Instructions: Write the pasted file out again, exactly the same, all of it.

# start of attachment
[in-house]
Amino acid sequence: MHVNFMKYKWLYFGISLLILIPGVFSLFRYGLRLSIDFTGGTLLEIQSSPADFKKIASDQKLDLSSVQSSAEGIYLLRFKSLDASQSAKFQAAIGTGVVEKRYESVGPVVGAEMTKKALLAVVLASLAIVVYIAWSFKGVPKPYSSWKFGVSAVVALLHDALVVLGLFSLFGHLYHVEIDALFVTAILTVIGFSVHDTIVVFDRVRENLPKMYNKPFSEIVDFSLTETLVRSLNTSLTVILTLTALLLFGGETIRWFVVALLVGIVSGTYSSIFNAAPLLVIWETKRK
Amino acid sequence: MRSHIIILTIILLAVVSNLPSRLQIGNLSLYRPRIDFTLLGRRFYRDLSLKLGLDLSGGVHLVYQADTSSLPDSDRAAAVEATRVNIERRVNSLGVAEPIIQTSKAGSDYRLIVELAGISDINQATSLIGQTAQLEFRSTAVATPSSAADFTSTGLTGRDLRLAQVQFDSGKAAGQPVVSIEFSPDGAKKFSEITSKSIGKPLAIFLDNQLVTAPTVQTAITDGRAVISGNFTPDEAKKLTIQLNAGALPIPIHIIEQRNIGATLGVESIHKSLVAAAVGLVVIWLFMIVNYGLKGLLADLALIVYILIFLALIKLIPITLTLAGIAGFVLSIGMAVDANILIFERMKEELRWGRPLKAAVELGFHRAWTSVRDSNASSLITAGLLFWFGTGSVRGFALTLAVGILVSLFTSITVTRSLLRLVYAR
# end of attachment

[in-house]
Amino acid sequence: MHVNFMKYKWLYFGISLLILIPGVFSLFRYGLRLSIDFTGGTLLEIQSSPADFKKIASDQKLDLSSVQSSAEGIYLLRFKSLDASQSAKFQAAIGTGVVEKRYESVGPVVGAEMTKKALLAVVLASLAIVVYIAWSFKGVPKPYSSWKFGVSAVVALLHDALVVLGLFSLFGHLYHVEIDALFVTAILTVIGFSVHDTIVVFDRVRENLPKMYNKPFSEIVDFSLTETLVRSLNTSLTVILTLTALLLFGGETIRWFVVALLVGIVSGTYSSIFNAAPLLVIWETKRK
Amino acid sequence: MRSHIIILTIILLAVVSNLPSRLQIGNLSLYRPRIDFTLLGRRFYRDLSLKLGLDLSGGVHLVYQADTSSLPDSDRAAAVEATRVNIERRVNSLGVAEPIIQTSKAGSDYRLIVELAGISDINQATSLIGQTAQLEFRSTAVATPSSAADFTSTGLTGRDLRLAQVQFDSGKAAGQPVVSIEFSPDGAKKFSEITSKSIGKPLAIFLDNQLVTAPTVQTAITDGRAVISGNFTPDEAKKLTIQLNAGALPIPIHIIEQRNIGATLGVESIHKSLVAAAVGLVVIWLFMIVNYGLKGLLADLALIVYILIFLALIKLIPITLTLAGIAGFVLSIGMAVDANILIFERMKEELRWGRPLKAAVELGFHRAWTSVRDSNASSLITAGLLFWFGTGSVRGFALTLAVGILVSLFTSITVTRSLLRLVYAR